Uganda: Karimojong, Akiriket – Joint Togetherness

According to the setting of the Karimojong social organisation, an ethnic group of agro-pastoral herders living mainly in the north-east of Uganda, every neighbourhood has its own sacred ground, called ‘akiriket’. The assembly of initiated men takes its name from these places. Each generation has its special tree under which to sit in the assemblies, in a semi-circle.

Neighbourhoods have their own ceremonial grounds for the requirements of the villages of that particular area, while sub-sections and sections of the tribe also have their own, which are used when needs of the entire sub-section or section warrant it. Akiriket means to join together, but it also means to guide, and to lead. These terms indicate quite clearly the role which the Karimojong attribute to the elders in their society.

Elders sit under their sacred tree, in a semi-circle opened towards Apule (the place of their dispersal into their present territory), following a strict order of precedence based on their seniority of initiation. The first of the elders sit at the centre, right under the tree, and then side by side all the other members of the senior generation-set. They are followed on both sides of the semi-circle by the members of the junior generation-set, whose duty is to listen to what the elders are saying, and to execute their orders.

Women and people who are not yet initiated, if present, must stay at a certain distance. The herds of those who take part are gathered nearby. When the elders are gathered, one or more of the oxen are singled out and killed with a spear’s thrust in their right side, so that they can fall on their left one, by the owner of the beast in question.

A flap of sub-anal meat, elamacar, is cut with a spear and put aside for the elders. It will be roasted and eaten by them before the litanic prayer starts. Then a cut is made in the belly of the animal in order to remove the intestines and the stomach which are put on a bed of leaves of epye, terminalia spinosa, exactly in the same position as they were in the animal, so that the diviner may inspect them. Only if the signs are favourable, the ceremony will go on, otherwise a new animal will be killed, and then another, until favourable signs are detected.

The ox is skinned and its right side removed, so that all the blood is collected in the left half of the carcass. It is then drunk by those present, starting from the elders, directly from the cavity. At the end, what is left is collected into half calabashes and mixed with milk. The mixture, called ecarakan, will be drunk later on in the ceremony.

The ox is then cut into pieces. First of all, the thighs are severed from the rest of the body still joined together and brought to the elders. They will remain near them throughout the ceremony till the prayer, akigat, is finished. All the other pieces of meat are brought to the elders and they will distribute them according to established rules. They will keep for themselves the thighs, part of the liver, and the large intestine. They will give the front legs, ribs, intestines, and genital organs to the members of the junior generation-set. The rest is passed on to the women waiting at a distance to take home and be consumed by the people there, after having been boiled.

The elders then cut the stomach of the animal and extract the chyme with, which those present, in order of precedence, will smear on their own bodies, head, shoulders, and breast. Those not initiated, if they so wish, must ask an elder to do this for them. This over, the trunk of the sacred tree will be smeared as well. Then the cattle present are also smeared by their owners.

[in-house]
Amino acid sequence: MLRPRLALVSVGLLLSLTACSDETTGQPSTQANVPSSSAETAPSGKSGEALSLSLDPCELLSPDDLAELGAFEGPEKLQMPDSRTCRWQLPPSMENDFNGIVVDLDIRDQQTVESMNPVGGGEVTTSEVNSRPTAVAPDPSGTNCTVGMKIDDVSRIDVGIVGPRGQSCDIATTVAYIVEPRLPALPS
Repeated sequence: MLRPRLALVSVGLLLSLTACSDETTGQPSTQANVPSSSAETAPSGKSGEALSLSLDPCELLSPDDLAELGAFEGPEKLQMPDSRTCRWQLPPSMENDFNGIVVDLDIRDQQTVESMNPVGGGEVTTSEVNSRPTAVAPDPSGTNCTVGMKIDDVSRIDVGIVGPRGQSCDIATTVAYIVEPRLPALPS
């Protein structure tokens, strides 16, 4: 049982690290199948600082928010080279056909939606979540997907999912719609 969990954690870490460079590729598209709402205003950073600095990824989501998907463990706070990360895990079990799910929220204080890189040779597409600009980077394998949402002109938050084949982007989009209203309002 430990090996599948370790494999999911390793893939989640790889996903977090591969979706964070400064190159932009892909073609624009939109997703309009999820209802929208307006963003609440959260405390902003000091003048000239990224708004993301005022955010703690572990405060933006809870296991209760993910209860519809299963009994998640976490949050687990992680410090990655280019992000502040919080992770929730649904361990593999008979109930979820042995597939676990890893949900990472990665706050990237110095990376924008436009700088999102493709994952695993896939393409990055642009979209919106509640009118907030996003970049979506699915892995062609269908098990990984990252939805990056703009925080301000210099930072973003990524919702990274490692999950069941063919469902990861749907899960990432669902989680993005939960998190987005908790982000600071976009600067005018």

The akigat follows, started by the first of the elders followed by the other elders who wish to do so. Then the important ceremony of the separation of the thighs and the extraction of the gland called angarue starts. Only the elders can separate one thigh from the other, this being their exclusive prerogative. In doing this, the first of the elders will remove a gland from the internal side of the right thigh, with some meat around it and after being roasted will be passed on to the elders, in order of precedence. Each one will cut a piece of meat, paying attention not to touch the gland itself. This blunder would need the killing of another ox, in order to repeat the action. The last one, after having cut his share, will bury the gland under the sacred tree. Part of the right thigh, from which the angarue has been removed, is sent home to the ekamoran (lit. brother-in- law, but it can simply mean friend) of the first elder, where it will be eaten together with the other elders, the other will be roasted for the elders. The same is done also for the left thigh, but this can be shared with the members of the junior generation-set.

Once the ceremony is over, the eating of the meat starts. The pieces are brought in front of the elders who will direct the members of the junior generation-set to roast them on the already prepared fire and then to distribute them. Half calabashes of blood mixed with milk are brought as well. And then, when everything is finished, everybody returns home.

This ceremony is the very centre of Karimojong ritual activity, because all other major rituals are modeled on the akiriket. Its symbolism is, therefore, a sort of pattern for the understanding of all the other ceremonies. As we have already mentioned, there are different occasions and reasons for holding an akiriket. Basically the procedure followed is always the same, but in each one of them it is possible to find peculiarities linked to the particular reasons for which the akiriket was called in the first place.

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